-- Soapstone. Thought about it. It is pretty in a sort of odd way, but requires periodic mineral oil applications to keep it looking nice and not sort of dusty. Comes in any color you want, so long as it's black. And the thing about black countertops is that they look uber cool right up until you realize that matte black (aka soapstone) is effectively a huge black hole / light sink. It doesn't even reflect the lighting back off the surface as a polished black stone or composite would. You wind up with a very dark kitchen, which may or may not be your intent.
-- Concrete. Has become uber-trendy amongst the Boulder wealthy enviro set, and to me trendy upscale = could be very dated in 10-15 years. Also typically requires custom installation (in place pours), hella expensive, looks very postmodern industrial, which in my mind translated to "kinda institutional". Your call.

which brings us to...

-- "engineered stone" aka quartz / composite / manufactured stone. We went with Zodiaq, other brandnames are Caesarstone or Silestone, plus probably more but those are the brands we looked at. Depending on the grade/color/style you can get it for comparable to slightly cheaper than granite, you don't have to worry as much about custom cuts and slab sizes, and once it's installed it is durable, more resistant to breakage / heat propagation cracking / chipping than granite, and requires no sealing so it is essentially maintenance free. It is also somewhat more "green" strictly from the fact that most composites use post-consumer recycled materials to make up the matrix composite (glass, crushed stone, etc). We ultimately chose Zodiaq Storm Grey, which was a cheaper option than some of the more "modern" sparkley styles, but we both liked the simplicity and the fact that it had a less opaque "resin-y" quality to it, so it looks a bit more "real". We sourced ours from Costco, who carried it at a 20% discount over the other local source (Lowe's, I believe), and their local rep also did a fantastic job of coordinating the installation work with our contractor and our subs.

I'm not sure why someone always brings up the glass breakage thing with stone countertops. I've dropped plenty of glasses on plenty of surfaces in my lifetime, and almost every single one of them (depending on the glass) has broken regardless of what I dropped it on. Solution: either don't drop glasses, or if you're that accident prone (or have kids) I'd strongly suggest sticking with plastic or durably tempered heavy glass tumblers such as they use in foodservice. Besides which, if it misses the counter and lands on the floor, it's going to smash regardless, right?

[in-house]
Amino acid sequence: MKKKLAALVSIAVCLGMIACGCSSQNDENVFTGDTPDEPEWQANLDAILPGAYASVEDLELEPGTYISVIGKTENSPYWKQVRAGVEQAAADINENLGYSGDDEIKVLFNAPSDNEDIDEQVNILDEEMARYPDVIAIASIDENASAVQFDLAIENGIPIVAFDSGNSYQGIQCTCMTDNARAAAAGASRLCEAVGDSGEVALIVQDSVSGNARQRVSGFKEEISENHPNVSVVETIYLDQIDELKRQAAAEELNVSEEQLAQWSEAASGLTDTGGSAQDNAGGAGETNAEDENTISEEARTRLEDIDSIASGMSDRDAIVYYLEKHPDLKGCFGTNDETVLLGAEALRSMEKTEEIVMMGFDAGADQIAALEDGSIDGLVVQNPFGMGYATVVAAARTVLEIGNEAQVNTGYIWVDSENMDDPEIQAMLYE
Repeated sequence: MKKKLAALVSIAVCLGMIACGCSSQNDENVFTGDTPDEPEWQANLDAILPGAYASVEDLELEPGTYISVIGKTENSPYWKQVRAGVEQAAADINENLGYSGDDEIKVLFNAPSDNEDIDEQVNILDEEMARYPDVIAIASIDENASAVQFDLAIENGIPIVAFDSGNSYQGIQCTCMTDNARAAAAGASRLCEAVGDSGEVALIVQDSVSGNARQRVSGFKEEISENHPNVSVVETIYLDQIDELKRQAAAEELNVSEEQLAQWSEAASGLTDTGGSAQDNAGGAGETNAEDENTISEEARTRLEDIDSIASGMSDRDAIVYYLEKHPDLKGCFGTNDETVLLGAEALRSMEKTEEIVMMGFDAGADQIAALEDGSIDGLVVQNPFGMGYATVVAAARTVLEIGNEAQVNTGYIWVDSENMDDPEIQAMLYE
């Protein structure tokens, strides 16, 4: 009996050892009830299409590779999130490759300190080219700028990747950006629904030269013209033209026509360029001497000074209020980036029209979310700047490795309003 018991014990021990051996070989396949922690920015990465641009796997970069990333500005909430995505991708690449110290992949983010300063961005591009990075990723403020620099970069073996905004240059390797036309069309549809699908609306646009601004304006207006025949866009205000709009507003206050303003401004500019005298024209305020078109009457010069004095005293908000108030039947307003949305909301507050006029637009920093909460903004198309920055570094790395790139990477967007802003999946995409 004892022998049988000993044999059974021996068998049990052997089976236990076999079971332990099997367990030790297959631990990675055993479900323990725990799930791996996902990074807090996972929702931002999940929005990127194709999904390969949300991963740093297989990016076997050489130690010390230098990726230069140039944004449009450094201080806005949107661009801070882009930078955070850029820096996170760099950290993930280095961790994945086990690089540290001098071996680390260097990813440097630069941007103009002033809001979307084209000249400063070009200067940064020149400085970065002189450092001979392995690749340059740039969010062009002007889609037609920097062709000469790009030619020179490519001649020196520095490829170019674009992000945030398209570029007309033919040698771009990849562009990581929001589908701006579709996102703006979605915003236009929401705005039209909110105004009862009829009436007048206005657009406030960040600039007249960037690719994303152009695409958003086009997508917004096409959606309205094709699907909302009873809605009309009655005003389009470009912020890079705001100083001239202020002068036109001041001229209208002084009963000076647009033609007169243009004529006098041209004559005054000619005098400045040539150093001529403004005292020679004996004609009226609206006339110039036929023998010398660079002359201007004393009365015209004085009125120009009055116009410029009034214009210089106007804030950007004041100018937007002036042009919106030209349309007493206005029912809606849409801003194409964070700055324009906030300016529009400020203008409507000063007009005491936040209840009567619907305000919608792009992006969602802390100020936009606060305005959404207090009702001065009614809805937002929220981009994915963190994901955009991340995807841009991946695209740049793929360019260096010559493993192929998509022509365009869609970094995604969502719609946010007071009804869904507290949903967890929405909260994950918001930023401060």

posted by lonefrontranger at 2:16 PM on June 4, 2012 [6 favorites]

Heh, lonefrontranger. Nope, not a klutz, no kids, don't drop much, and when stuff does hit the (laminate) floor, it usually doesn't break. :)

I've had formica, laminate, and now stainless steel. Don't think anything dropped on the formica, laminate or stainless steel counters ever broke... I could be misremembering, and something might have once. But the granite? Every. Single. Time.
posted by likeso at 2:49 PM on June 4, 2012

A quick note about two possible cons of granite: the shininess/glare and the nuisance of sealing.

We installed black "brushed" granite countertops in our kitchen about 8 months ago. They're not shiny (nobody realizes that they're granite when they see them, which I'm happy about - I agree with marsha56 that granite is going to look dated quickly), and they're indestructible.

On the advice of posters on Gardenweb about black granite, I explicitly asked the installer not to seal the granite, and it now requires exactly zero maintenance. I don't think about spilling anything on it or setting anything on it, and I love it every time I see it our touch it. (Mind you, I was very anti-granite when I started the renovation process.)

Since it was a very common variety of stone, it was as cheap or cheaper than almost all of the Corian/Caesarstone that we looked at.

We have white subway tile backsplashes & it looks great; I like the contrast with the dark matte of the granite.

Have fun with your renovations!!
posted by queensb at 5:03 PM on June 4, 2012 [3 favorites]

The other option is stainless steel which is a PITA to maintain in a residential kitchen.

We've had stainless steel countertops for 6 years now and maintenance doesn't seem to be a problem: just wipe them down. I love them--the sink is welded in, so the counter is a single seamless piece of steel from one end of the kitchen to the other. Getting it in was a little tricky, but it's a fantastic surface: easy to clean, great for rolling out dough, and no worries about putting hot pots on it.
posted by fogovonslack at 11:16 AM on June 5, 2012 [1 favorite]

When I had granite countertops in my previous house, I hated them. They were dark, and you could never tell if they were clean just by looking at them. That might seem like a plus, but if you spill something it is very hard to see where to clean it up. Also, granite seems very trendy and I agree with others that it will seem outdated in a decade.

Our current countertops are laminate and they are not a problem. They are light colored and easy to clean. I might prefer some other material in the future, but I'm never getting dark granite counters again.
posted by mokin at 10:45 AM on June 6, 2012